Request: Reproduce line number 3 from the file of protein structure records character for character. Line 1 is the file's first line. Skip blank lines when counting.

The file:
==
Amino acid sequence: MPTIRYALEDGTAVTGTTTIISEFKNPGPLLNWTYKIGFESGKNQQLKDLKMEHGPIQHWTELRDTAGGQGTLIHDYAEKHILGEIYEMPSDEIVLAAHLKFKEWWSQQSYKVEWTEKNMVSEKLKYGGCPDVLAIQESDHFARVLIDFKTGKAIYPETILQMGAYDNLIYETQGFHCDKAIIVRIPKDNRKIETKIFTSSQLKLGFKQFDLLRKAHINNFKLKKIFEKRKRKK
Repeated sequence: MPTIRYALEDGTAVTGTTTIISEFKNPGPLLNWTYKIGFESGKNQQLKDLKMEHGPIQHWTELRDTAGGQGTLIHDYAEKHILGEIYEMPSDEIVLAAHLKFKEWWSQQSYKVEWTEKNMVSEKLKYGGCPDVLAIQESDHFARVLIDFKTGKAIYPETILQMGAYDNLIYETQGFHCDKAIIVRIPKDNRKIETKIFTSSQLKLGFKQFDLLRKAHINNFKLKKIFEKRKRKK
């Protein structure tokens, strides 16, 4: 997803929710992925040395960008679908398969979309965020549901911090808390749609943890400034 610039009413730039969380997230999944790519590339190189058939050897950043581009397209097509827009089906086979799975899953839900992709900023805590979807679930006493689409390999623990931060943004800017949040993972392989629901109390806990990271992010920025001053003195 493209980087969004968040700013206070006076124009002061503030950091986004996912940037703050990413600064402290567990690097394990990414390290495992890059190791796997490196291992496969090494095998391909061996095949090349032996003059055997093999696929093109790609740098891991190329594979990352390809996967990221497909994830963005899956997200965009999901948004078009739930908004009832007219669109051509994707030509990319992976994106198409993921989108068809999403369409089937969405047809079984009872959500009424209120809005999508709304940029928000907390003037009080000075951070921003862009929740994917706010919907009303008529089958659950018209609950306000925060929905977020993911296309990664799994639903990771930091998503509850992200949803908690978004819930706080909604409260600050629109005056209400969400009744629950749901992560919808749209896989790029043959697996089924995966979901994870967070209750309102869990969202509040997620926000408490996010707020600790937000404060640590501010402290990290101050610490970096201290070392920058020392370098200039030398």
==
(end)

């Protein structure tokens, strides 16, 4: 997803929710992925040395960008679908398969979309965020549901911090808390749609943890400034 610039009413730039969380997230999944790519590339190189058939050897950043581009397209097509827009089906086979799975899953839900992709900023805590979807679930006493689409390999623990931060943004800017949040993972392989629901109390806990990271992010920025001053003195 493209980087969004968040700013206070006076124009002061503030950091986004996912940037703050990413600064402290567990690097394990990414390290495992890059190791796997490196291992496969090494095998391909061996095949090349032996003059055997093999696929093109790609740098891991190329594979990352390809996967990221497909994830963005899956997200965009999901948004078009739930908004009832007219669109051509994707030509990319992976994106198409993921989108068809999403369409089937969405047809079984009872959500009424209120809005999508709304940029928000907390003037009080000075951070921003862009929740994917706010919907009303008529089958659950018209609950306000925060929905977020993911296309990664799994639903990771930091998503509850992200949803908690978004819930706080909604409260600050629109005056209400969400009744629950749901992560919808749209896989790029043959697996089924995966979901994870967070209750309102869990969202509040997620926000408490996010707020600790937000404060640590501010402290990290101050610490970096201290070392920058020392370098200039030398």